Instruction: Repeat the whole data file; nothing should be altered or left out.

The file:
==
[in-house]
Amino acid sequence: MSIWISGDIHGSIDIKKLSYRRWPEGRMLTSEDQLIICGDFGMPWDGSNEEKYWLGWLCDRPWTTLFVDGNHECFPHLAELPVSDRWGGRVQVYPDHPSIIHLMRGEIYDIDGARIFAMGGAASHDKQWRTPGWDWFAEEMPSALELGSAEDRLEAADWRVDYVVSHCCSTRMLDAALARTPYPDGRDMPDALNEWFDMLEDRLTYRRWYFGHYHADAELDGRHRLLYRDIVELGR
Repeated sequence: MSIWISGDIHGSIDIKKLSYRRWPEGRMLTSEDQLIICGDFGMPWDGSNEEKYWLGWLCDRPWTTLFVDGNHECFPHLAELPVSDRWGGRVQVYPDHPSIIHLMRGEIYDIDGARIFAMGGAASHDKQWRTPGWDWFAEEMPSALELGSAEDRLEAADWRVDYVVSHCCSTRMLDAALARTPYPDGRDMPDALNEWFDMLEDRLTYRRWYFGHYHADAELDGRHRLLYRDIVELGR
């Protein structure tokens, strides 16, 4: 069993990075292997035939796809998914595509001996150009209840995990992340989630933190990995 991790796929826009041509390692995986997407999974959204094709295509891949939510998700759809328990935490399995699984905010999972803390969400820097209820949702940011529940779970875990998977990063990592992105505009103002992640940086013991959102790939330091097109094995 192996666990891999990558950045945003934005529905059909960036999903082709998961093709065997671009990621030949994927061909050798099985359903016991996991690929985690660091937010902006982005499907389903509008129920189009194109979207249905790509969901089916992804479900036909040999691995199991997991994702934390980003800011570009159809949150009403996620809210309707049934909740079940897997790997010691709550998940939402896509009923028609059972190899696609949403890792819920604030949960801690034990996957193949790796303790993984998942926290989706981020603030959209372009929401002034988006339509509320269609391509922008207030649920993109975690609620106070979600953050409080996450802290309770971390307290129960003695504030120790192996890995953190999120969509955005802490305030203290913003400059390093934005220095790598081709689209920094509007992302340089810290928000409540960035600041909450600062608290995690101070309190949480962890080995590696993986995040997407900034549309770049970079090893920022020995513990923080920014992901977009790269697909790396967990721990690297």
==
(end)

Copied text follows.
[in-house]
Amino acid sequence: MSIWISGDIHGSIDIKKLSYRRWPEGRMLTSEDQLIICGDFGMPWDGSNEEKYWLGWLCDRPWTTLFVDGNHECFPHLAELPVSDRWGGRVQVYPDHPSIIHLMRGEIYDIDGARIFAMGGAASHDKQWRTPGWDWFAEEMPSALELGSAEDRLEAADWRVDYVVSHCCSTRMLDAALARTPYPDGRDMPDALNEWFDMLEDRLTYRRWYFGHYHADAELDGRHRLLYRDIVELGR
Repeated sequence: MSIWISGDIHGSIDIKKLSYRRWPEGRMLTSEDQLIICGDFGMPWDGSNEEKYWLGWLCDRPWTTLFVDGNHECFPHLAELPVSDRWGGRVQVYPDHPSIIHLMRGEIYDIDGARIFAMGGAASHDKQWRTPGWDWFAEEMPSALELGSAEDRLEAADWRVDYVVSHCCSTRMLDAALARTPYPDGRDMPDALNEWFDMLEDRLTYRRWYFGHYHADAELDGRHRLLYRDIVELGR
């Protein structure tokens, strides 16, 4: 069993990075292997035939796809998914595509001996150009209840995990992340989630933190990995 991790796929826009041509390692995986997407999974959204094709295509891949939510998700759809328990935490399995699984905010999972803390969400820097209820949702940011529940779970875990998977990063990592992105505009103002992640940086013991959102790939330091097109094995 192996666990891999990558950045945003934005529905059909960036999903082709998961093709065997671009990621030949994927061909050798099985359903016991996991690929985690660091937010902006982005499907389903509008129920189009194109979207249905790509969901089916992804479900036909040999691995199991997991994702934390980003800011570009159809949150009403996620809210309707049934909740079940897997790997010691709550998940939402896509009923028609059972190899696609949403890792819920604030949960801690034990996957193949790796303790993984998942926290989706981020603030959209372009929401002034988006339509509320269609391509922008207030649920993109975690609620106070979600953050409080996450802290309770971390307290129960003695504030120790192996890995953190999120969509955005802490305030203290913003400059390093934005220095790598081709689209920094509007992302340089810290928000409540960035600041909450600062608290995690101070309190949480962890080995590696993986995040997407900034549309770049970079090893920022020995513990923080920014992901977009790269697909790396967990721990690297």